Maselli V, Polese G, Rippa D, Ligrone R, Rastogi RK and Fulgione D (2010) Frogs, sentinels of DNA damage induced by pollution in Naples and the neighbouring provinces. Ecotoxicol Environ Saf 73:1525-1529. [ Links ]
Merk O, Reiser K and Speit G (2000) Analysis of chromate-induced DNA-protein crosslinks with the comet assay. Mu-tat Res 471:71-80. [ Links ]
Mouchet F, Gauthier L, Mailhes C, Jourdain MJ, Ferrier V, Triffault G and Devaux A (2006) Biomonitoring of the genotoxic potential of aqueous extracts of soils and bottom ash resulting from municipal solid waste incineration, using the Comet and micronucleus tests on amphibian (Xenopus laevis) larvae and bacterial assays (Mutatox and Ames tests). Sci Total Environ 355:232-246. [ Links ]
Nigro M, Frenzilli G, Scarcelli V, Gorbi S and Regoli F (2002) Induction of DNA strands breakage and apoptosis in the eel Anguilla anguilla. Marine Environ Res 54:517-520. [ Links ]
Ortega JE, Jerez A and Ramírez-Pinilla MP (2001) Eleutherodactylus johnstonei. Herpetol Rev 32:269. [ Links ]
Ortega JE, Serrano VH and Ramírez-Pinilla MP (2005) Reproduction of an introduced population of Eleutherodactylus johnstonei at Bucaramanga, Colombia. Copeia 2005:642-648. [ Links ]
Rajaguru P, Kalpana R, Hema A, Suba S, Baskarasethupathi B, Kumar PA and Kalaiselvi K (2001) Genotoxicity of some sulfur dyes on tadpoles (Rana hexadactyla) measured using the Comet assay. Environ Mol Mutag 38:316-322. [ Links ]
Ralph S and Petras M (1997) Genotoxicity monitoring of small bodies of water using two species of tadpoles and the alkaline single cell gel (Comet) assay. Environ Mol Mutag 29:418-430. [ Links ]
Ralph S and Petras M (1998a) Comparison of sensitivity to methyl methanesulphonate among tadpole developmental stages using the alkaline single cell gel DNA electrophoresis (Comet) assay. Environ Mol Mutag 31:374-382. [ Links ]
Ralph S and Petras M (1998b) Caged amphibian tadpoles and in situ genotoxicity monitoring of aquatic environments with the alkaline single cell gel electrophoresis (Comet) assay. Mutat Res 413:235-250. [ Links ]
Ralph S, Petras M, Pandrangi R and Vrzoc M (1996) Alkaline sin-gle-cell gel (Comet) assay and genotoxicity monitoring using two species of tadpoles. Environ Mol Mutag 28:112-120. [ Links ]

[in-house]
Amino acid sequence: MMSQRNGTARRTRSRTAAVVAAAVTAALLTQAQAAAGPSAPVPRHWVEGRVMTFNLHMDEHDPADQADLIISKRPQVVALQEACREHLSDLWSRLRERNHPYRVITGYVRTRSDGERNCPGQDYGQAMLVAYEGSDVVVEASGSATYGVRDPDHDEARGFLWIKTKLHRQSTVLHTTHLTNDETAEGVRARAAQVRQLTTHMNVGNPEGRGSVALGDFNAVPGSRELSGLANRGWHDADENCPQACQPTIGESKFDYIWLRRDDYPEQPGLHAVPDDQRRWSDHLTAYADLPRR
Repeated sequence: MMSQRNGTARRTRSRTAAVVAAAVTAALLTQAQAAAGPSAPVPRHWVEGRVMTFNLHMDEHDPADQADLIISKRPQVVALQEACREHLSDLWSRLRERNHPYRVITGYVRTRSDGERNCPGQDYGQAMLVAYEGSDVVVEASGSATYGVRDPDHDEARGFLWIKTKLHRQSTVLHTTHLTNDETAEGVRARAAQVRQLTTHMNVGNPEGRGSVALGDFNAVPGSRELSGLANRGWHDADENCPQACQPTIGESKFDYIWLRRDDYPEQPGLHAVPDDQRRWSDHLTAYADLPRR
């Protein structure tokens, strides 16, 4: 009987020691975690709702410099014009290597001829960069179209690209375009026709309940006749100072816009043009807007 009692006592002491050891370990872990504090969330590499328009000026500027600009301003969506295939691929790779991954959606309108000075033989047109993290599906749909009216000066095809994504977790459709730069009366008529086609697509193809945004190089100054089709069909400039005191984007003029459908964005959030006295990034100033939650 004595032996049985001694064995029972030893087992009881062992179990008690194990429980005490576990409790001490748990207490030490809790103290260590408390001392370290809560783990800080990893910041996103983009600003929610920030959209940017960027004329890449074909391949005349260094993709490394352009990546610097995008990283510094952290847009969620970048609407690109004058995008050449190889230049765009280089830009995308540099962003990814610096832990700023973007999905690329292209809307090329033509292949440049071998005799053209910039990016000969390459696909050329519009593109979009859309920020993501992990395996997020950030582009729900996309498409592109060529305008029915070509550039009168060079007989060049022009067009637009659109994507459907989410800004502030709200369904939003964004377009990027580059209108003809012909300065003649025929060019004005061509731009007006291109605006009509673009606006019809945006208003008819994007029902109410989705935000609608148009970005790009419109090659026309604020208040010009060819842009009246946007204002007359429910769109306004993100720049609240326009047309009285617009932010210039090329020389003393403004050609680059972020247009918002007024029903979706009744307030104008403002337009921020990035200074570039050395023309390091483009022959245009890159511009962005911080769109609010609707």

Relyea RA (2004a) Synergistic impacts of Malathion and predatory stress on six species of North American tadpoles. Environ Toxicol Chem 23:1080-1084. [ Links ]
Relyea RA (2004b) Grown and survival of five amphibian species exposed to combinations of pesticides. Environ Toxicol Chem 23:1735-1742. [ Links ]
Rödder D (2009) Human footprint, facilitated jump dispersal, and the potential distribution of the invasive Eleutherodactylus johnstonei Barbour 1914 (Anura, Eleutherodactylidae). Trop Zool 22:205-217. [ Links ]
Singh NP (2000a) A simple method for accurate estimation of apoptotic cells. Exp Cell Res 256:328-337. [ Links ]
Singh NP (2000b) Microgels for estimation of DNA strand breaks, DNA protein crosslinks and apoptosis. Mutat Res 455:111-127. [ Links ] Singh NP, McCoy MT, Tice RR and Schneider EL (1988) A simple technique for quantitation of low levels of DNA damage in individual cells. Exp Cell Res 175:184-191. [ Links ]
Speit G, Trenz K, Schütz P, Rothfuss A and Merk O (1999) The influence of temperature during alkaline treatment and electrophoresis on results obtained with the Comet assay. Toxicol Lett 110:73-78. [ Links ]
Speit G, Vasquez M and Hartman A (2009) The Comet assay as an indicator test for germ cell genotoxicity. Mutat Res 681:312. [ Links ]
Tice RR, Agurell E, Anderson D, Burlinson B, Hartmann A, Kobayashi H, Miyamae Y, Rojas E, Ryu JC and Sasaki YF (2000) Single cell gel/Comet assay: guidelines for in vitro and in vivo genetic toxicology testing. Environ Mol Mutagen 35:206-221. [ Links ]
Wang MZ and Jia XY (2009) Low levels of lead exposure induce oxidative damage and DNA damage in the testes of the frog Rana nigromaculata. Ecotoxicology 18:94-99. [ Links ]
Ward WS and Coffey DS (1991) DNA packaging and organization in mammalian spermatozoa: Comparison with somatic cells. Biol Reprod 44:569-574. [ Links ]
Yin XH, Li SN, Zhang L, Zhu GN and Zhuang HS (2008) Evaluation of DNA damage in Chinese toad (Bufo bufo gargarizans) after in vivo exposure to sublethal concentration of four herbicides using the comet assay. Ecotoxicology 17:280-286. [ Links ]
Yin XH, Zhu GN, Li XB and Liu SY (2009) Genotoxicity evaluation of chlopyrifos to amphibian Chinese toad (Amphibian, Anura) by Comet assay and micronucleus test. Mutat Res 680:2-6. [ Links ]
Frost DR (2011) Amphibian Species of the World: An Online Reference, v. 5.5. Electronic Database accessible at http://research.amnh.org/vz/herpetology/amphibia/. American Museum of Natural History, New York, USA (Accessed on February 24, 2011). [ Links ]
Send correspondence to:
Jorge Luis Fuentes.
Laboratorio de Microbiología y Mutagénesis Ambiental, Escuela de Biología, Universidad Industrial de Santander
A.A. 678, Bucaramanga, Colombia.
E-mail: email@example.com; firstname.lastname@example.org.
Received: April 29, 2011; Accepted: July 13, 2011.
Associate Editor: Daisy Maria F. Salvadori
License information: This is an open-access article distributed under the terms of the Creative Commons Attribution License, which permits unrestricted use, distribution, and reproduction in any medium, provided the original work is properly cited.